Phase out fast fashion? The European vision 

The European Commission outlined a clear vision for the future, which is to address the environmental damage done by the textile industry and the transition toward a circular textile economy, tackling the issue of fast fashion. The main vessels for this change are the EU Eco-design for Sustainable Products Regulation and the delayed proposal on Substantiating Green Claims. However, many obstacles remain. 

Even now, at a time when the pushback against fast-fashion is a trending topic, the European Commission failed to set any clear definition of “fast fashion”. Without a clear definition, it is naturally more challenging to fully address the problem and its myriad aspects. For instance, human and labour rights NGOs criticise the minor role of the social dimension in the textile strategy compared to its environmental pillars.   

Secondly, introducing eco-design requirements as a precondition for placing a product on the market is a tested tool on certain electronic products, but much more complex and extensive to apply to a wider array of consumer goods, considering that each product group requires targeted requirements. Therefore, even before starting to think about eco-design requirements, the Commission will need to identify clear boundaries for product groups. The eco-design proposal also introduces a digital product passport, an IT tool to trace, collect and provide information to all actors in the value chain and enable the verification of product compliance with the eco-design criteria. Costs and usability for small companies will be a key issue to solve. Also, the Commission will update the Textile Names and Labelling regulation, requiring new information and labelling rules for textile products sold in the EU (such as fibre composition or sustainability features).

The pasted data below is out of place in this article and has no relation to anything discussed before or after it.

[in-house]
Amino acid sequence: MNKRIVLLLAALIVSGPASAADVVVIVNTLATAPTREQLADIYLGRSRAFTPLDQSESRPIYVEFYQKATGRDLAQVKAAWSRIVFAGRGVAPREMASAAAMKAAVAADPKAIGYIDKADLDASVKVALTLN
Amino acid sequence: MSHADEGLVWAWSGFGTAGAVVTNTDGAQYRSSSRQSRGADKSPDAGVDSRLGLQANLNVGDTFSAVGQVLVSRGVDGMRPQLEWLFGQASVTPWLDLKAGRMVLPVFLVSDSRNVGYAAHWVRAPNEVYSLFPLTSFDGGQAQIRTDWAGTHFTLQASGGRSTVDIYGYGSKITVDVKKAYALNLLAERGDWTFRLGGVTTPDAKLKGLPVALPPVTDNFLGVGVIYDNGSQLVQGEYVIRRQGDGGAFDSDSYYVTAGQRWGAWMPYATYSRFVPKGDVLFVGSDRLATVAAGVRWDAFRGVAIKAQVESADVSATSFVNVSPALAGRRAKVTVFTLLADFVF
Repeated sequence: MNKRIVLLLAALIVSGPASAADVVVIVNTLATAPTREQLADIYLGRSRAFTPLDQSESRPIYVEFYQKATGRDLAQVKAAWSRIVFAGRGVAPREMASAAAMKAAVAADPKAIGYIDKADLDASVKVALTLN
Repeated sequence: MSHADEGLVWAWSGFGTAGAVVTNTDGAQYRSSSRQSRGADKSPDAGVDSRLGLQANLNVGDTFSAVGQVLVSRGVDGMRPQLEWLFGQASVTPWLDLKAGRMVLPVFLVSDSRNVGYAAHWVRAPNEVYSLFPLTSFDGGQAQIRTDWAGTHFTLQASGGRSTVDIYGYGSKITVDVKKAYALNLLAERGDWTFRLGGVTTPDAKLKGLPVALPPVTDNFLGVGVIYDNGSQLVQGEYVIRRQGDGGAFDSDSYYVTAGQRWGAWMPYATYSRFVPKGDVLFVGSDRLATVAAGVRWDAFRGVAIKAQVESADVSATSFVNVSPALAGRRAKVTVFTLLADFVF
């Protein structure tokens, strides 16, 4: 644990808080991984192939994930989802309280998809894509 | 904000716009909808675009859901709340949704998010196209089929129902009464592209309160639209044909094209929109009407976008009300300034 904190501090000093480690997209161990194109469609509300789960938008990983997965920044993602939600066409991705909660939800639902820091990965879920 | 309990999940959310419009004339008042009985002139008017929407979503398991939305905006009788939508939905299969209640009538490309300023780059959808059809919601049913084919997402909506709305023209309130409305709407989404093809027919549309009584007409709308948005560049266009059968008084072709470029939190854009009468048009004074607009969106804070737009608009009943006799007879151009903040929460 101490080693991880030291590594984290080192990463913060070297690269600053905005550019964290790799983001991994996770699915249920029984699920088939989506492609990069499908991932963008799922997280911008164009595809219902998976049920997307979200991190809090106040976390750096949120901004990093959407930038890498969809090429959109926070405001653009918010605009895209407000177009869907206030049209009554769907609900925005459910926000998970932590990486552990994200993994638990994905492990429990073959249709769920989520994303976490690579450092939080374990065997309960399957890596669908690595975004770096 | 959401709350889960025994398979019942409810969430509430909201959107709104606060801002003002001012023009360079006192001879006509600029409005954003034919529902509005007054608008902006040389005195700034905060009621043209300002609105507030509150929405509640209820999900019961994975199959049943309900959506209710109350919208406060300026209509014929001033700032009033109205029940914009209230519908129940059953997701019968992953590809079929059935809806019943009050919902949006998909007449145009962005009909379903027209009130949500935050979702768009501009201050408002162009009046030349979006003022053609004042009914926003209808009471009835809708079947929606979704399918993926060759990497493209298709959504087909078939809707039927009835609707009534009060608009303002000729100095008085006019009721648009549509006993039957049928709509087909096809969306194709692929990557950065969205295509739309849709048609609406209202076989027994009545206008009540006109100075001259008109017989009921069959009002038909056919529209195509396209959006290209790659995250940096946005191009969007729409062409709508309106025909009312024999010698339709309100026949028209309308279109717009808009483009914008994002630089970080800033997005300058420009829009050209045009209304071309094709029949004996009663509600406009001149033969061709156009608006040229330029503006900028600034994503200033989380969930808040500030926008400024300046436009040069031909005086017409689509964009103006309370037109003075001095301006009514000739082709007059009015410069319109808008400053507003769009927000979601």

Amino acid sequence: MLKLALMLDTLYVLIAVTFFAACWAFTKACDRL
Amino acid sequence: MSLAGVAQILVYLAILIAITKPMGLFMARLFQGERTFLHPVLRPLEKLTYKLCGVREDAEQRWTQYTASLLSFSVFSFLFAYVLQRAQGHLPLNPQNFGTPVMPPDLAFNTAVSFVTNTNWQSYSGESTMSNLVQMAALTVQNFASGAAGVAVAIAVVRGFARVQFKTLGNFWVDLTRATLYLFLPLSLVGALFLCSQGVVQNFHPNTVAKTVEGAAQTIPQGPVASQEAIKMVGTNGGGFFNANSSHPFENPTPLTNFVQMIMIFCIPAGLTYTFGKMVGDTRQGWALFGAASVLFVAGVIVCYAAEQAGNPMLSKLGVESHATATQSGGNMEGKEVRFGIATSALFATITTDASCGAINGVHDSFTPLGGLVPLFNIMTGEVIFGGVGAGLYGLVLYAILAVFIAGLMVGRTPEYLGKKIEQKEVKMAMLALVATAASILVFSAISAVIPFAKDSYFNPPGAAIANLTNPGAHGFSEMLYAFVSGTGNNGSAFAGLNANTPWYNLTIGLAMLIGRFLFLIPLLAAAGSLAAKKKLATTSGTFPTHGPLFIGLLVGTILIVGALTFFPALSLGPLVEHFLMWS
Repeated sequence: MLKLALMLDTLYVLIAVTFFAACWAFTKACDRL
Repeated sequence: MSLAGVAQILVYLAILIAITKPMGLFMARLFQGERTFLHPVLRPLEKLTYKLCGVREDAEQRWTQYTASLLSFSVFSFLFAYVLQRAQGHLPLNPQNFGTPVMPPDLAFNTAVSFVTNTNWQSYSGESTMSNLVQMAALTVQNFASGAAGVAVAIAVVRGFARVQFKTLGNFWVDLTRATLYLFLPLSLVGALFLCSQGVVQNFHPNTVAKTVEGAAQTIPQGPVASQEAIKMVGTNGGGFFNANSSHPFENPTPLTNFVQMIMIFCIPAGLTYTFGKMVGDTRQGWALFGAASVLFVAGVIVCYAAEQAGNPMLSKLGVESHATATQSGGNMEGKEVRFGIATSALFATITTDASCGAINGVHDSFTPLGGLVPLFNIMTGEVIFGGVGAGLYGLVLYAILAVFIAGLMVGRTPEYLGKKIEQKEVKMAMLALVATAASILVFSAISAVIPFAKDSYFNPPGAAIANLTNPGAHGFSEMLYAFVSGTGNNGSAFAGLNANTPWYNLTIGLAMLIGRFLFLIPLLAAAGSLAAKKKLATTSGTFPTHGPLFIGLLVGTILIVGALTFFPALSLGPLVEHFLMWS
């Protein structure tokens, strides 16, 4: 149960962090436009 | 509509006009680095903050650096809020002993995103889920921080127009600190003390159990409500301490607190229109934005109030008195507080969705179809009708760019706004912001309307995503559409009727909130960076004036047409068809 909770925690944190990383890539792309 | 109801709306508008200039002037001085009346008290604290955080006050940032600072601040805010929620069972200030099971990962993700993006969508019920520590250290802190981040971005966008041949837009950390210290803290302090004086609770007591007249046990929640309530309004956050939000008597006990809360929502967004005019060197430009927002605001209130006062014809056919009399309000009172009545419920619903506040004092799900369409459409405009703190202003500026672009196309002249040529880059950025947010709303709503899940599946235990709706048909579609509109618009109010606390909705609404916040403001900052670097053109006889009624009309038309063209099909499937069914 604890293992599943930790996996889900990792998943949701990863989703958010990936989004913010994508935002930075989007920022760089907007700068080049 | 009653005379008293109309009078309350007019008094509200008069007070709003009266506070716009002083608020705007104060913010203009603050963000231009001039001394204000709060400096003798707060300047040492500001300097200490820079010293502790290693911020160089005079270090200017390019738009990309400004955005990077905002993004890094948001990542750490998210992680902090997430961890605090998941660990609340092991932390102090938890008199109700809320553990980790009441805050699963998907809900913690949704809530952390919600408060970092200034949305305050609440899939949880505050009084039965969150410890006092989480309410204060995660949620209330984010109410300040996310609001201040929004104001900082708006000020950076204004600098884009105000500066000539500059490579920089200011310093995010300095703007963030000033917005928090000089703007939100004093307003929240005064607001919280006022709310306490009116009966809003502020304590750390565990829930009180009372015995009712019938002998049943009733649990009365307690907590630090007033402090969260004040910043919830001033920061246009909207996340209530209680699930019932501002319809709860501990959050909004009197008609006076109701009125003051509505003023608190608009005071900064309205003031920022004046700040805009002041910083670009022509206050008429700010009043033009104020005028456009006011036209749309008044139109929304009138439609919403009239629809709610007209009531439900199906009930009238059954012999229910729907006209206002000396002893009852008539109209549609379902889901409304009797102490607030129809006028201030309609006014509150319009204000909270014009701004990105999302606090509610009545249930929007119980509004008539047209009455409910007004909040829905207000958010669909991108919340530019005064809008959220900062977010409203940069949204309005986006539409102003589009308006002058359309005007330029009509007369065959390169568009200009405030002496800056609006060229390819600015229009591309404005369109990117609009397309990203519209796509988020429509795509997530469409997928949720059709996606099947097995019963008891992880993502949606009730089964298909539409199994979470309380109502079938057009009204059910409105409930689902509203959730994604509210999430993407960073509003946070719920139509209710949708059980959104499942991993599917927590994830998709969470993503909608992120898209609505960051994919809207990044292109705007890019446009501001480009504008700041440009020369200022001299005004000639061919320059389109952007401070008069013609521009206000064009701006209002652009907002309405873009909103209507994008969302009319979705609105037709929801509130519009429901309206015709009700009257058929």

To provide reliable and comparable information to consumers, the Commission is also planning a proposal on Substantiating Green Claims, requiring companies to substantiate claims they make about the environmental footprint of products by using standard Product Environmental Footprint Category Rules (PEFCRs). While the Commission and stakeholders are developing PEFCRs for garments, several actors question its credibility since it doesn’t include key indicators for microplastic pollution, plastic waste, or does not sufficiently account for a circularity feature or the duration of service of the products. For example, about 8% of European microplastics released to oceans are from synthetic textiles — globally, this figure is estimated at 16-35%, according to the European Environment Agency. A clear definition of microplastic pollution and plastic waste indicators need to be recognised as key elements in the PEF score, given the significant contribution of fast and ultra-fast fashion. Moreover, the Commission is claiming that the circularity of products is already addressed by the PEF methodology, but the definition is too narrow and omits or underweights important attributes such as biological circularity. In order to have an influence on consumer behaviours and achieve the EU’s objectives, all of these issues need to be properly addressed in cooperation with industry representatives and NGOs. Failing to address them might make it easier for free riders to gain a competitive advantage to the detriment of virtuous companies and guide well-intended consumers to unintentionally purchase more rather than less unsustainable products